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Cross-Site Scripting II: Advanced

Last updated on October 3, 2020

This post is the continuation of another one I published a few months ago. If you haven’t read it yet, I recommend you take a look at it.

You already know that it is a Cross-Site Scripting, you know what types there are, what payloads to test, in which fields to look when you are analyzing a web, how to avoid the filters of the WAFs… Now I’m going to show you how to really take advantage of this injection.

BeEF

I’ll start with a tool called BeEF. It is already integrated in the main hacking distributions (Kali Linux, Parrot Security), just run it with ./beef-xss and enter the credentials (beef:beef by default). In the browser, go to http://127.0.0.1:3000

It is divided into server (which would be our computer) and client (which would be the victims). This tool is used to automate XSS injections, but has really interesting functions. 

For example, you can insert a JavaScript payload into the browser of the victim who infects your system. It then creates a C&C (Command and Control) channel in the victim’s browser for post-exploitation. This way we have for example

Blind XSS

Sometimes a web page can be vulnerable to Cross-Site Scripting, but no matter how much we try payloads we don’t get anything shown to us.  This happens when the execution of an XSS Stored is not visible for the attacker/user, but for the administrator. 

For example, on a page where you can put a comment that an administrator must review and approve before it is published. If that input is vulnerable, it will reach the administrator first. Of course, the more privileges the affected user has, the greater the threat.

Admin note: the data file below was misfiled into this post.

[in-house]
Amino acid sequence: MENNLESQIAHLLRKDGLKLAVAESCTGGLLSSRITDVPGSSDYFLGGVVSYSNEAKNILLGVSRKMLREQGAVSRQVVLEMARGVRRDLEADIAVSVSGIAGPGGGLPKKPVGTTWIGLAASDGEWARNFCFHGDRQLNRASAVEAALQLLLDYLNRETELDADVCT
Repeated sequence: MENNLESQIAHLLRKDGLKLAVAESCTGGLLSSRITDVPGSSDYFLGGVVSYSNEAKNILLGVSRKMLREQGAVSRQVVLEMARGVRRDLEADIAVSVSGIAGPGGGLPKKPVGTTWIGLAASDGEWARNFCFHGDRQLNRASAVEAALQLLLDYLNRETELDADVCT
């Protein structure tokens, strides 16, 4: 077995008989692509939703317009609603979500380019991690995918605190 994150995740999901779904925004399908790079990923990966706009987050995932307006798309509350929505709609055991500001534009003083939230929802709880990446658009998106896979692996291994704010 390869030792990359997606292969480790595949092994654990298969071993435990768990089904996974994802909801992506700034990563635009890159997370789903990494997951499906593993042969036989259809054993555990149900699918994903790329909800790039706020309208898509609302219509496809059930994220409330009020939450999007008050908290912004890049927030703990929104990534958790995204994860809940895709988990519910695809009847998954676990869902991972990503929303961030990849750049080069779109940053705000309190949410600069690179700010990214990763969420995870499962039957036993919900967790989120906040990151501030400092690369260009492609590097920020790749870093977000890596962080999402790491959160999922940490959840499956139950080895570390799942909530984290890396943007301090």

Tools such as XSS Hunter can be used to find this type of XSS. This tool makes a copy of the image of the victim (the page you are looking at) and sends it to the XSS Hunter site. If the payload has been exploited, it warns you that the attack is successful.

In the example above, a copy of the web page on which the comment is placed would be made, but it would be sent to the XSS Hunter site instead of to the original server.

To use this tool, go to https://xsshunter,com, create an account, login to https://xsshunter.com/app and see the payloads section to get your payload. Modify that payload to your liking and watch XSS Hunter to see the execution of it. If the blind xss has worked, you receive an email with the vulnerability information:

Dom Based XSS

Una inyección DOM XSS es posible cuando un atacante puede modificar los scripts del lado del cliente de la aplicación. En esta variante de XSS el servidor no está implicado.

Se produce cuando puedes inyectar código en el DOM y hacer que lo lea el navegador del cliente, de forma que se ejecute cuando lo lea el DOM. Veamos un ejemplo:

Supongamos una página que permite elegir al usuario el idioma. Se da uno por defecto, guardado en el parámetro “default”:

The page loads when you enter a URL like the one below:

http://some.site/page.html?default=Spanish

We can perform a DOM Based XSS attack by making the victim click on the following link:

http://www.some.site/page.html?default=<script>alert(document.cookie)</script>

The browser creates a DOM object for the page, where in document.location it contains the payload javascript. As it does not expect to find HTML tags, the browser pastes it into the page and then executes it, also executing the payload, and we would get the victim’s cookie.

¿De XSS a Shell?

Finally, I want to leave you the github of a tool called xsser.py:

https://github.com/Varbaek/xsser 

In this link you can find a PoC that was taught in the Black Hat conference in 2017, which shows how to move from an XSS to get a shell in vBulletin, WordPress and Joomla.

And with this I end this more advanced post in which I show the potential of XSS injections.

Lethani.

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